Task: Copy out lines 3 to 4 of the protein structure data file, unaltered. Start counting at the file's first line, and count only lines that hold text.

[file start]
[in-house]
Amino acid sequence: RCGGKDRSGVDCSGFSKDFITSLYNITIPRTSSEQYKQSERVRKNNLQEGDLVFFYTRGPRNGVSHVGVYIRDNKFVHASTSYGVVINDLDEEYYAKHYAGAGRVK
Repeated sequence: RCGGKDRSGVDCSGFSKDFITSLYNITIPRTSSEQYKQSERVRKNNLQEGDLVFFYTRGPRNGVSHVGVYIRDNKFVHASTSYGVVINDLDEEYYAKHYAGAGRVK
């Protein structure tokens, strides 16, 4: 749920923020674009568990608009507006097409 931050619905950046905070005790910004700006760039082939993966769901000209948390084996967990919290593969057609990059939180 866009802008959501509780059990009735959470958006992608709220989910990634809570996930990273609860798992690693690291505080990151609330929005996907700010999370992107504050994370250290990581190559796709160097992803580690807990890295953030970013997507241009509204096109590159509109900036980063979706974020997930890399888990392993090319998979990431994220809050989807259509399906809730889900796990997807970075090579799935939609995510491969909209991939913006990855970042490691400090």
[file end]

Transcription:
Repeated sequence: RCGGKDRSGVDCSGFSKDFITSLYNITIPRTSSEQYKQSERVRKNNLQEGDLVFFYTRGPRNGVSHVGVYIRDNKFVHASTSYGVVINDLDEEYYAKHYAGAGRVK
């Protein structure tokens, strides 16, 4: 749920923020674009568990608009507006097409 931050619905950046905070005790910004700006760039082939993966769901000209948390084996967990919290593969057609990059939180 866009802008959501509780059990009735959470958006992608709220989910990634809570996930990273609860798992690693690291505080990151609330929005996907700010999370992107504050994370250290990581190559796709160097992803580690807990890295953030970013997507241009509204096109590159509109900036980063979706974020997930890399888990392993090319998979990431994220809050989807259509399906809730889900796990997807970075090579799935939609995510491969909209991939913006990855970042490691400090």